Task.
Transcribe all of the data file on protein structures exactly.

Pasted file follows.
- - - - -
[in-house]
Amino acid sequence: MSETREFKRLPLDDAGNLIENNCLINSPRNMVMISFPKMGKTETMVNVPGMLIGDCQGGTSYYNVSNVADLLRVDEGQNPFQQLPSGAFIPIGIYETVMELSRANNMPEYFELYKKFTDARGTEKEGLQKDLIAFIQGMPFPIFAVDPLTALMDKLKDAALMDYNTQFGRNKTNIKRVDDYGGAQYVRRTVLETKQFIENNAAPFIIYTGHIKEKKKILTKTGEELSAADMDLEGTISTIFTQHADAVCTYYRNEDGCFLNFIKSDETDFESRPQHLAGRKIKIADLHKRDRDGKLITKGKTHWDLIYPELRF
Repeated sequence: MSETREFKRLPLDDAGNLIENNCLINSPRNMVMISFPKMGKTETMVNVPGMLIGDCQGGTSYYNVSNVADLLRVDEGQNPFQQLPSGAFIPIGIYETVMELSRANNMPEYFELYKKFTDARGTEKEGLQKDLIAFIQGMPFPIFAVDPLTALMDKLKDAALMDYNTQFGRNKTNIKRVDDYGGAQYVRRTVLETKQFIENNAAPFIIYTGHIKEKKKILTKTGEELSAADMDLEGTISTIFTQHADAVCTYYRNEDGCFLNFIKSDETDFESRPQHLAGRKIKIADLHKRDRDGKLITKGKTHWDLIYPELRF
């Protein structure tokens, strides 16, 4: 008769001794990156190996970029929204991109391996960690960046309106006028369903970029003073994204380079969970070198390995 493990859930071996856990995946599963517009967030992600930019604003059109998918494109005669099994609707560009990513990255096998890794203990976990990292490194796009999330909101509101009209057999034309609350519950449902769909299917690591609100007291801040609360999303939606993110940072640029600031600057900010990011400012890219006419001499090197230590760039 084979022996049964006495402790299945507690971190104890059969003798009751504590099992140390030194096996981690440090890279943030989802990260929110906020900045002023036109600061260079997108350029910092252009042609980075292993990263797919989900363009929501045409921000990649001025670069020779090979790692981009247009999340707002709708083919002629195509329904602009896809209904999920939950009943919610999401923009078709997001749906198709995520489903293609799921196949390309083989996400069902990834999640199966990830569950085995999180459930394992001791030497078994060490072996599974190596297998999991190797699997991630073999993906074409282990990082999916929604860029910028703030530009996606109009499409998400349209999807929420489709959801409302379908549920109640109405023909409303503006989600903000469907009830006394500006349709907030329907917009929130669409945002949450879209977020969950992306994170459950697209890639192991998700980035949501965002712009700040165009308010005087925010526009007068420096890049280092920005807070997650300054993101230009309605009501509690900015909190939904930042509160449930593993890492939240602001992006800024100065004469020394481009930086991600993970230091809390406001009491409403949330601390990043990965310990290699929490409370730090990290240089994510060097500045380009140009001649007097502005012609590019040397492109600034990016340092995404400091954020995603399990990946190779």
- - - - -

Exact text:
[in-house]
Amino acid sequence: MSETREFKRLPLDDAGNLIENNCLINSPRNMVMISFPKMGKTETMVNVPGMLIGDCQGGTSYYNVSNVADLLRVDEGQNPFQQLPSGAFIPIGIYETVMELSRANNMPEYFELYKKFTDARGTEKEGLQKDLIAFIQGMPFPIFAVDPLTALMDKLKDAALMDYNTQFGRNKTNIKRVDDYGGAQYVRRTVLETKQFIENNAAPFIIYTGHIKEKKKILTKTGEELSAADMDLEGTISTIFTQHADAVCTYYRNEDGCFLNFIKSDETDFESRPQHLAGRKIKIADLHKRDRDGKLITKGKTHWDLIYPELRF
Repeated sequence: MSETREFKRLPLDDAGNLIENNCLINSPRNMVMISFPKMGKTETMVNVPGMLIGDCQGGTSYYNVSNVADLLRVDEGQNPFQQLPSGAFIPIGIYETVMELSRANNMPEYFELYKKFTDARGTEKEGLQKDLIAFIQGMPFPIFAVDPLTALMDKLKDAALMDYNTQFGRNKTNIKRVDDYGGAQYVRRTVLETKQFIENNAAPFIIYTGHIKEKKKILTKTGEELSAADMDLEGTISTIFTQHADAVCTYYRNEDGCFLNFIKSDETDFESRPQHLAGRKIKIADLHKRDRDGKLITKGKTHWDLIYPELRF
């Protein structure tokens, strides 16, 4: 008769001794990156190996970029929204991109391996960690960046309106006028369903970029003073994204380079969970070198390995 493990859930071996856990995946599963517009967030992600930019604003059109998918494109005669099994609707560009990513990255096998890794203990976990990292490194796009999330909101509101009209057999034309609350519950449902769909299917690591609100007291801040609360999303939606993110940072640029600031600057900010990011400012890219006419001499090197230590760039 084979022996049964006495402790299945507690971190104890059969003798009751504590099992140390030194096996981690440090890279943030989802990260929110906020900045002023036109600061260079997108350029910092252009042609980075292993990263797919989900363009929501045409921000990649001025670069020779090979790692981009247009999340707002709708083919002629195509329904602009896809209904999920939950009943919610999401923009078709997001749906198709995520489903293609799921196949390309083989996400069902990834999640199966990830569950085995999180459930394992001791030497078994060490072996599974190596297998999991190797699997991630073999993906074409282990990082999916929604860029910028703030530009996606109009499409998400349209999807929420489709959801409302379908549920109640109405023909409303503006989600903000469907009830006394500006349709907030329907917009929130669409945002949450879209977020969950992306994170459950697209890639192991998700980035949501965002712009700040165009308010005087925010526009007068420096890049280092920005807070997650300054993101230009309605009501509690900015909190939904930042509160449930593993890492939240602001992006800024100065004469020394481009930086991600993970230091809390406001009491409403949330601390990043990965310990290699929490409370730090990290240089994510060097500045380009140009001649007097502005012609590019040397492109600034990016340092995404400091954020995603399990990946190779």